ARTICLE

From Learn dbatools in a Month of Lunches by Chrissy LeMaire and Rob Sewell

Interested in dbatools?

Here’s a quick introduction to some dbatools commands and common dbatools parameters.

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Something simple to start with, i.e. a gentle introduction to dbatools commands

As DBAs, we know that DBAs are cautious folk. It’s in our nature to be wary and to want to understand what something is going to do before we let it anywhere near our production environments. You’re reading this article to learn how to make use of dbatools. You’ll be introduced to some dbatools commands and common dbatools parameters.

This article contains no commands which change your SQL Server instance. Ultimately, you‘re responsible for the code which you run and there is no guarantee of the effect on any system. We recommend, as with all code that you run against your SQL instances, that you test all code before running it on any production instances.

Checking the SQL connection

Dbatools, and any PowerShell command which you run against an SQL Server, can only accomplish what is available to the user account running the PowerShell, both at the operating system level, as well as at the SQL Server level. Checking that the user account running the PowerShell process can connect and that the SQL Server is running and accessible to that user is recommended before running other commands. The command which you use to accomplish this is shown in listing 1.

Listing 1. Check a connection

Listing 2 shows what happens when you use Get-Help.

Listing 2. Getting help for Test-DbaConnection

You can test the connection to a local instance as shown in listing 3.

Listing 3. Check a connection to a local instance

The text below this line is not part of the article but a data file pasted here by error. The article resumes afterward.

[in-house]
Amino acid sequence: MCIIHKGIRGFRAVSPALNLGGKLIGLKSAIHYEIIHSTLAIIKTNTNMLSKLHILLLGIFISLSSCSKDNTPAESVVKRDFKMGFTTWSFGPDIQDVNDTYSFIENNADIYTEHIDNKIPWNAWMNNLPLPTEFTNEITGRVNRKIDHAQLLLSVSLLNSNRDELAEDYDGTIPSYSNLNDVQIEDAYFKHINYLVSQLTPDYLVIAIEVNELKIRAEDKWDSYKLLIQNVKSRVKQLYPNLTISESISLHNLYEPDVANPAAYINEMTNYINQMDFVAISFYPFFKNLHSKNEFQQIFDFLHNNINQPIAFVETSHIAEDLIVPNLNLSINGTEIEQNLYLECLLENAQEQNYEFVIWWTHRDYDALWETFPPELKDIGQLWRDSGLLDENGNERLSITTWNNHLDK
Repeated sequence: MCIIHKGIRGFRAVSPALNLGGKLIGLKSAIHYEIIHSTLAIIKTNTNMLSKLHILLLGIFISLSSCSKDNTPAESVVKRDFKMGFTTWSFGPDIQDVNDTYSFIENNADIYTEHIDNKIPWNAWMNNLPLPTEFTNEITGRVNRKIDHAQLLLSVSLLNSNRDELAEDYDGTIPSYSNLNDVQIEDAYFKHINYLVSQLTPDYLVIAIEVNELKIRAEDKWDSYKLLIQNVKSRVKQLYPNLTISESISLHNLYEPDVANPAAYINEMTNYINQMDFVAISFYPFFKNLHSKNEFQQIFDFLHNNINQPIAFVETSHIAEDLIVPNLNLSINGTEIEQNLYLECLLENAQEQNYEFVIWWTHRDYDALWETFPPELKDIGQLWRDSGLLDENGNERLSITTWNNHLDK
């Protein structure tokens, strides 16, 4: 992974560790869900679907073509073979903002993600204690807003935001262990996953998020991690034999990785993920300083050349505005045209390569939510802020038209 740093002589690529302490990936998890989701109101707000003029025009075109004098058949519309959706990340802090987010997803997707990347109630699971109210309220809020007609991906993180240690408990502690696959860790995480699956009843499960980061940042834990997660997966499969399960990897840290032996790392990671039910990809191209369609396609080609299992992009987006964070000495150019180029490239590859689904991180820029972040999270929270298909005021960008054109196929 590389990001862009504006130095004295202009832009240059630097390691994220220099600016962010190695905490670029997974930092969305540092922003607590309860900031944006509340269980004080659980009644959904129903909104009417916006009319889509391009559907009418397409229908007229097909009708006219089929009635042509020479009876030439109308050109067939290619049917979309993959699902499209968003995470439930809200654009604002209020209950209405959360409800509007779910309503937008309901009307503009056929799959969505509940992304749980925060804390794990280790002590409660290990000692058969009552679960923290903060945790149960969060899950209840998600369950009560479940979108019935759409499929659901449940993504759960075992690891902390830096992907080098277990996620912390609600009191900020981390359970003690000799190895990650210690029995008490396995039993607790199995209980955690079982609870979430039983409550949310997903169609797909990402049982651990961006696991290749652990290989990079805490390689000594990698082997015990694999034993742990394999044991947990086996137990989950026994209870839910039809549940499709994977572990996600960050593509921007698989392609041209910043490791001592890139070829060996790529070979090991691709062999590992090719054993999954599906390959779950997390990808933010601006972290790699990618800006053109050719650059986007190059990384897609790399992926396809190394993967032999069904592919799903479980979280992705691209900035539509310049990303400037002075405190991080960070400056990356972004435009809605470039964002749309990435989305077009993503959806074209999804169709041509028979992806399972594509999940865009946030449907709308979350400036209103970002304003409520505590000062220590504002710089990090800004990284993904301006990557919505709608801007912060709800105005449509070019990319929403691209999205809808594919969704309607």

TIP: $Env:ComputerName is a PowerShelldefault environment variable containing the name of current machine

This shows you an output similar to the below. Notice that it returns much more than whether there was a successful connection.

1 The Windows name of the machine

2 The SQL Instance — The default instance is blank

3 The machine name returned from SQL

4 The SQL Server build version

5 The user account which is connecting to SQL

6 Was there a Successful SQL connection

7 The SQL authentication type used

8 The SQL authentication scheme used

9 The SQL TCP port of the instance

10 The IP address of the SQL instance

11 The Netbios name of the SQL instance

12 The result of ICMP echo request to the SQL instance

13 The PowerShell Remoting status of the SQL host

14 The domain name or workgroup which the SQL instance is joined to

15 The operating system version number of the machine running the dbatools command

16 The PowerShellversion used to run the dbatools command

17 The version of the common language runtime

18 The version of the SQL Server Management Objects used

19 Is the local user account running the dbatools command a domain user

20 Is the process running the dbatools command running in an elevated session

21 The PowerShell edition of the process running the dbatools command

The SqlInstance parameter

One of the first common default dbatools parameter is SqlInstance. This is used in all dbatools commands which connect to a SqlInstance! (Yes, there are some that don’t!). To associate this to something which you’re familiar with, it’s, as you may expect, the same information that you would enter into SSMS or put into a connection string.